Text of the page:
Montréal Canadiens Need to Work on Discipline

It’s no secret that one of the bright spots for the Montréal Canadiens this season has been their play on special teams, particularly their strength on the penalty kill. In last week’s games against the Edmonton Oilers, they held what was the National Hockey League’s best power play team last season scoreless on 10 attempts. In the series against the Vancouver Canucks, the Habs tallied three shorthanded goals and finished the series as the league leaders in goals allowed per 60 minutes of shorthanded time.

Nick Suzuki, Nick Cousins, Ryan Poehling, Paul Byron,
Montreal Canadiens’ Nick Suzuki celebrates with teammates Nick Cousins, Ryan Poehling and Paul Byron (THE CANADIAN PRESS/Graham Hughes)

Despite the promising outlook so far, it means the Canadiens still have to work on their discipline to avoid making the penalty kill such a prominent part of their game in the first place.

Jekyll and Hyde

The Habs’ penalty kill has largely been a blessing so far this season, but it’s also been a curse, of sorts. Against the Oilers, Montréal absolutely dominated the special teams scoresheet, holding the powerful Oilers duo of Connor McDavid and Leon Draisaitl scoreless completely. However, the fact that the Canadiens held the Oilers off the board so many times means that something else is happening: they’re taking too many penalties.

Across the games against Edmonton and Vancouver, the Canadiens took a total of 22 penalties, allowing four power-play goals for a success rate of 82 percent. 82 percent is an exceptional clip, and is well-deserving of praise.

Highlights of the Montréal Canadiens first game against the Edmonton Oilers, during which they went 7-for-7 on the penalty kill.

However, the sheer number of penalties also arguably cost them Wednesday’s game In Vancouver, as they allowed the Canucks, previously 0-for-15 with the man advantage, to score three power-play goals on six attempts. The Habs’ lead slipped away not long after that. The Canadiens only salvaged a point thanks to Tyler Toffoli’s tying goal midway through the third period.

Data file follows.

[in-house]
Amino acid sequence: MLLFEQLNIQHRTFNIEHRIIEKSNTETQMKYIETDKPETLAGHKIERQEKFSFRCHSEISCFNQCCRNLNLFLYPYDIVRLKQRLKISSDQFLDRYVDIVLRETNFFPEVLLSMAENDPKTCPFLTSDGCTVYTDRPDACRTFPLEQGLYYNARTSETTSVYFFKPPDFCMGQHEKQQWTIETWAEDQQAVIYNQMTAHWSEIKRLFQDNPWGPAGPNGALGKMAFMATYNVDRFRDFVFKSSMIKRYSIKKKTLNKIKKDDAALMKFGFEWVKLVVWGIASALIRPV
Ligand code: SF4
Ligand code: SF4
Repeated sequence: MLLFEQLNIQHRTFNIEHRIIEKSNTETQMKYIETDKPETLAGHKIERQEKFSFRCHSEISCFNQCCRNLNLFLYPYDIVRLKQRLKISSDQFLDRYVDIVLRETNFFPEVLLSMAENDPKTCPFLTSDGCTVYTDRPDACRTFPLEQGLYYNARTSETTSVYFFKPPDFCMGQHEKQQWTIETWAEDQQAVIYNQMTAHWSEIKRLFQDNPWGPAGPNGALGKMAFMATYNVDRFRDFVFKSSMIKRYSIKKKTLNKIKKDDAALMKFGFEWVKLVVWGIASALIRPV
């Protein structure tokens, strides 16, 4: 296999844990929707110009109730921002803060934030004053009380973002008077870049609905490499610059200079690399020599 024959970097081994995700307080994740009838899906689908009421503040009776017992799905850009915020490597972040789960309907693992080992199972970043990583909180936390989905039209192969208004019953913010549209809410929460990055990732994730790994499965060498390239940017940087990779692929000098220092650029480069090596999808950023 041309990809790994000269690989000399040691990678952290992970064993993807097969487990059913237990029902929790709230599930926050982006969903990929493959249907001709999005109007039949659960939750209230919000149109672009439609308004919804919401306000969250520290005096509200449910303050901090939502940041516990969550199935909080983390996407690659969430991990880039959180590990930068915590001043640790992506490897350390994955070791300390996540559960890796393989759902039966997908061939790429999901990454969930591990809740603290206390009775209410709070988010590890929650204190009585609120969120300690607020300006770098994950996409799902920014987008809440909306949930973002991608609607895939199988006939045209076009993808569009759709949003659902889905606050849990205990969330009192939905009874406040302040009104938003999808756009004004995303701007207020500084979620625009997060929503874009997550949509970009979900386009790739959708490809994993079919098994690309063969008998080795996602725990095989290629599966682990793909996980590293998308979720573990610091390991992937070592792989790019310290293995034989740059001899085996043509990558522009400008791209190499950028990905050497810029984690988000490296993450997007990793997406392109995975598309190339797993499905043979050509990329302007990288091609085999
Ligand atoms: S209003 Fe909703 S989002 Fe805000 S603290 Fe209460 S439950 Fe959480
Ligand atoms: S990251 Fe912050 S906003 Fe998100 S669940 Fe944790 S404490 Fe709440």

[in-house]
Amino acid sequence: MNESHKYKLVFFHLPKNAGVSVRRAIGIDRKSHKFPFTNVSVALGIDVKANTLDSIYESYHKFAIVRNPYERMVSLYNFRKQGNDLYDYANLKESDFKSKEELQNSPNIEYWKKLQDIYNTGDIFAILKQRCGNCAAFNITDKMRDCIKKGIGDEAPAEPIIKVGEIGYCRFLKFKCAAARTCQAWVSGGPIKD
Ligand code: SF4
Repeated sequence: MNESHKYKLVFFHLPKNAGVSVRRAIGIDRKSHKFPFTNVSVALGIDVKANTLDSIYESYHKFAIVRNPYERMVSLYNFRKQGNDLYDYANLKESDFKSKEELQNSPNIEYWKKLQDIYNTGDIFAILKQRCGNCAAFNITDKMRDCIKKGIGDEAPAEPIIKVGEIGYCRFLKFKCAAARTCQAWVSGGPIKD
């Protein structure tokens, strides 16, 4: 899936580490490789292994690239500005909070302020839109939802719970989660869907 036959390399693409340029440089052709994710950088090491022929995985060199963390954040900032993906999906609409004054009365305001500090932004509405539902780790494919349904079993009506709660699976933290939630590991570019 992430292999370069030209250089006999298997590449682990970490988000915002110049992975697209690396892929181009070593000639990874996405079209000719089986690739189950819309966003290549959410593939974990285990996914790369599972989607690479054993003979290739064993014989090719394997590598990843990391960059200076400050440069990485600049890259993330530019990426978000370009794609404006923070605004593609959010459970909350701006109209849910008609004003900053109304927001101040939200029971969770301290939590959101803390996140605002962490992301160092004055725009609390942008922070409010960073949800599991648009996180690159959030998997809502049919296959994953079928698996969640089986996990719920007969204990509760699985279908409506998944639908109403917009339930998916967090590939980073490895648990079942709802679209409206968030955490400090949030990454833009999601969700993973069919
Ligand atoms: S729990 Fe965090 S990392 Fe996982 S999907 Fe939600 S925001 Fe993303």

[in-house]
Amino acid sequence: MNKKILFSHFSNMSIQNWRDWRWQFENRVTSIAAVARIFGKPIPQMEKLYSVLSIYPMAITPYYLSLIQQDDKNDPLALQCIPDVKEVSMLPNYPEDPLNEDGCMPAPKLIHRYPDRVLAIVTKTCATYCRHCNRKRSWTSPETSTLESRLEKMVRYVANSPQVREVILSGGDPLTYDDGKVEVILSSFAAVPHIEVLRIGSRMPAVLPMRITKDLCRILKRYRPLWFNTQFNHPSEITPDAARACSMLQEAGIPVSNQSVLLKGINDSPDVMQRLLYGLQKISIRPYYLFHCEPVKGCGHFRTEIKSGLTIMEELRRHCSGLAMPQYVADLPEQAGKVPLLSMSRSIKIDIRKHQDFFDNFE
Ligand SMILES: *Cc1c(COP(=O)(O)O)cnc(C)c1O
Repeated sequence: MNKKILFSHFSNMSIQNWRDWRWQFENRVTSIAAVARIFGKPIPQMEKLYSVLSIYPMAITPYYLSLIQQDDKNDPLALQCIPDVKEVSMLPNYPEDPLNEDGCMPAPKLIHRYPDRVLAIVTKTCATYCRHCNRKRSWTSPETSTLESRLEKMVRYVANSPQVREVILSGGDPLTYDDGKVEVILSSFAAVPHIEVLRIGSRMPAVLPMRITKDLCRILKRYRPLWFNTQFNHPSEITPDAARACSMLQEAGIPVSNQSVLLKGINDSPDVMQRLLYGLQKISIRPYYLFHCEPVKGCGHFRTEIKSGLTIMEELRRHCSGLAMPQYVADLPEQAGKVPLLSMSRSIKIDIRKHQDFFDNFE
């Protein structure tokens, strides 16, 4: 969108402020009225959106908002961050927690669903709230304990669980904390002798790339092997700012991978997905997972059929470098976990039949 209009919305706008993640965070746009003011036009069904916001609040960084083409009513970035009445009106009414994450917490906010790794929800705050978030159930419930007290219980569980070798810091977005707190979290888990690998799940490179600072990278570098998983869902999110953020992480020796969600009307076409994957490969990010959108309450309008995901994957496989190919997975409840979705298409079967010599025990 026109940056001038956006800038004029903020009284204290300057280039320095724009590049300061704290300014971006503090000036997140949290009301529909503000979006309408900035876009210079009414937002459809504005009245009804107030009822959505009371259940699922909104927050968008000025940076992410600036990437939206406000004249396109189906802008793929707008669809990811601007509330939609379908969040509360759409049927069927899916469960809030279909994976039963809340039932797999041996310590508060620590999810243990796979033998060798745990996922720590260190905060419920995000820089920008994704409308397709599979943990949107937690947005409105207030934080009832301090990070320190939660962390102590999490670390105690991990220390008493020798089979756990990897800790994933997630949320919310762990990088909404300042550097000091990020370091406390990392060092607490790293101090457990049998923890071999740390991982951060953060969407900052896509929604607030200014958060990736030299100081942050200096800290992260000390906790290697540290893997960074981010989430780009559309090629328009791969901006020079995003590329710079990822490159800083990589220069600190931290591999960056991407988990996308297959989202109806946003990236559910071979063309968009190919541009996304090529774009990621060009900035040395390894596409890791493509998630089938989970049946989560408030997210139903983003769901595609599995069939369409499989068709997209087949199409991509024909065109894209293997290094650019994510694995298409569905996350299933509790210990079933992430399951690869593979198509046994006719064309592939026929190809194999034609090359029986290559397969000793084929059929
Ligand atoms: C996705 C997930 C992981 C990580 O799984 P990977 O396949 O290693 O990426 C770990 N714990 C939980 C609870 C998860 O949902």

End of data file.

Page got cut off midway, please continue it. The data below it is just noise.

Toffoli himself said after the game that penalty trouble killed the Canadiens’ chance to win:

“I’m not going to lie, I don’t really care who scores the goals, I just want to win games. That’s why losing a game like tonight kind of [stinks] when we had the opportunities to win and hold on.”

Room for Improvement

Despite the Canadiens’ struggles against the Canucks, coach Claude Julien said he wasn’t particularly worried about the number of penalties, but did say it required some work to round out the team’s game. While the Habs’ bench boss may not see a larger issue with the number of penalties the Canadiens are taking, Sportnet’s Eric Engels certainly does. Continuing the trend of undisciplined games like the one the Canadiens had against Edmonton and Vancouver will eventually come back to bite them, just like it did in the shootout loss to the Canucks.

Jesperi Kotkaniemi, Montreal Canadiens
Jesperi Kotkaniemi, Montreal Canadiens (Amy Irvin / The Hockey Writers)

What’s more, the majority of the infractions were avoidable. Tomas Tatar was flagged for hooking in the neutral zone, Ben Chiarot held in the defensive zone, and Jesperi Kotkaniemi was handed two minutes for yelling at the referee.

The Cost of a Lack of Discipline

Maybe a careless call like the one Kotkaniemi was hit with Wednesday night for unsportsmanlike conduct will one day result in a loss that keeps the Habs from a playoff spot. Maybe a high hit will result in a suspension that turns out to be critical – it’s not as if the Habs haven’t had that problem before.

Plus, the lack of discipline took away from Tyler Toffoli’s breakout game in which he potted a hat trick and got his goal-scoring account with the Canadiens started.

It hasn’t hurt them terribly yet, but if they don’t get the penalties under control, it could eventually be the thing that buries them.


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